Sober Minded

from Dec 08, 2010 Category: Articles

All of us, I presume, change our minds from time to time. We know that we err, and we know that we grow in grace. At least part of that growth happens when we no longer believe the errors we once believed. Sometimes we add new information to what we believe. Sometimes we jettison old information. And sometimes we do both. For instance, decades ago I used to believe that the universe is many millions of years old. I now believe that it is less than ten thousand years old. That is progress.

Paul commands that elders be sober-minded. I suspect that many of us give precious little thought to this command. Too many of us dismiss all of Paul’s qualifications. However, even if we try to apply them we often slide right over this one. We may assume “sober-minded” means the same thing as “not given to much wine.” We may assume that we don’t want elders who are given to whoopee cushions, joy buzzers and oversized clown shoes.

To be sober-minded, however, is to treat truth seriously and to have a healthy doubt as to our own understanding of truth. It is all too easy to get confused here. Many churches have their fair share of “theology wonks.” These are usually young men who have a passion for theology. They read substantial books, and they engage in substantial conversations. You’ll usually find them at the church picnic smoking a pipe with a small cadre of acolytes sitting around them as they share their wisdom. They are contemplating the tug and pull of Nestorianism and Eutychianism. They are wondering out loud if maybe the hyper-preterists have it right, that Jesus may not be coming back again. They are expositing the proper procedure for stoning rebellious children.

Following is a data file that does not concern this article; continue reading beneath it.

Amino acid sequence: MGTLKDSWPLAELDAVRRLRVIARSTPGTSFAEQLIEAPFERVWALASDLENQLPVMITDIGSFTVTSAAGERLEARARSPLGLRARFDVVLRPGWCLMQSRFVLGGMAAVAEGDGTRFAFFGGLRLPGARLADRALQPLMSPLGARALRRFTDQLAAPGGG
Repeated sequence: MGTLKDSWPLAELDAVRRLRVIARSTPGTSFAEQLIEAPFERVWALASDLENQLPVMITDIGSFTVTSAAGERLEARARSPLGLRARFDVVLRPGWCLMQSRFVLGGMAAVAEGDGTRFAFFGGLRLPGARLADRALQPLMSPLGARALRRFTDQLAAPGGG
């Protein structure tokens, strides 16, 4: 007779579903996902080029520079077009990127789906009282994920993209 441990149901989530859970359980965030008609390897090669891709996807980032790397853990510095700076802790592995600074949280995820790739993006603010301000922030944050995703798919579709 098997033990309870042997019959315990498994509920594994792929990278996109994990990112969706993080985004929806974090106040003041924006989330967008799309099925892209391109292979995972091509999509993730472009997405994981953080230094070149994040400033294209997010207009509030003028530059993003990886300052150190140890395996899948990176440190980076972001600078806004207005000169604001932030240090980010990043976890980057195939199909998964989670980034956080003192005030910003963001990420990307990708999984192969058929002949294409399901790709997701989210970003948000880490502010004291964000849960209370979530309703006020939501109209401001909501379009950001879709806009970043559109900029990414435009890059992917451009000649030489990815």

A sober-minded person should think through the challenges of the incarnation. A sober-minded person should know the claims of all sorts of heretics, including hyper-preterists. A sober-minded person ought to contemplate the law of God. But there are two things a sober-minded person doesn’t do. He doesn’t practice experimental theology right in front of people, and he certainly doesn’t veer from this bedrock position to that one, dragging his sheep behind him. Indeed if he finds himself questioning some fundamentals, a sober-minded man will grow frightened rather than excited, will grow more careful rather than more reckless, and will encourage the faithful to look away, not to draw near. If a man, for instance, suddenly “gets” covenant theology and now believes in baptizing covenant children, he does not now take up this holy cause with the same zeal with which he defended the Baptist view just weeks before.  When he gives in to the biblical weight of Calvinism, a sober-minded man doesn’t crusade for it just as he once crusaded against it. A sober-minded man instead thinks—“Wow. I once was so passionate about what I now know is error. Perhaps I ought not to lay hands on myself and become webmaster of www.don’t-listen-to-old-me-listen-to-new-me.com.”

One need not be the theology wonk to fail here. Neither does one need to be or aspire to be an elder to heed the call to sobriety of mind. Those who follow theology wonks are likewise not sober-minded. They are instead drinking a dangerous brew. If you are following someone who gives you intellectual whiplash, you would be wise to get off that bus. If your local guru is telling you about all the exciting things he saw on the other side of the Tiber, walk away. He leads sheep to slaughter, not to green pastures. It makes no difference whether it be sensual or intellectual delights. Only fools heed the call of the seductress. Her paths lead to death. Wisdom, on the other hand, is sober and steady. Heed her.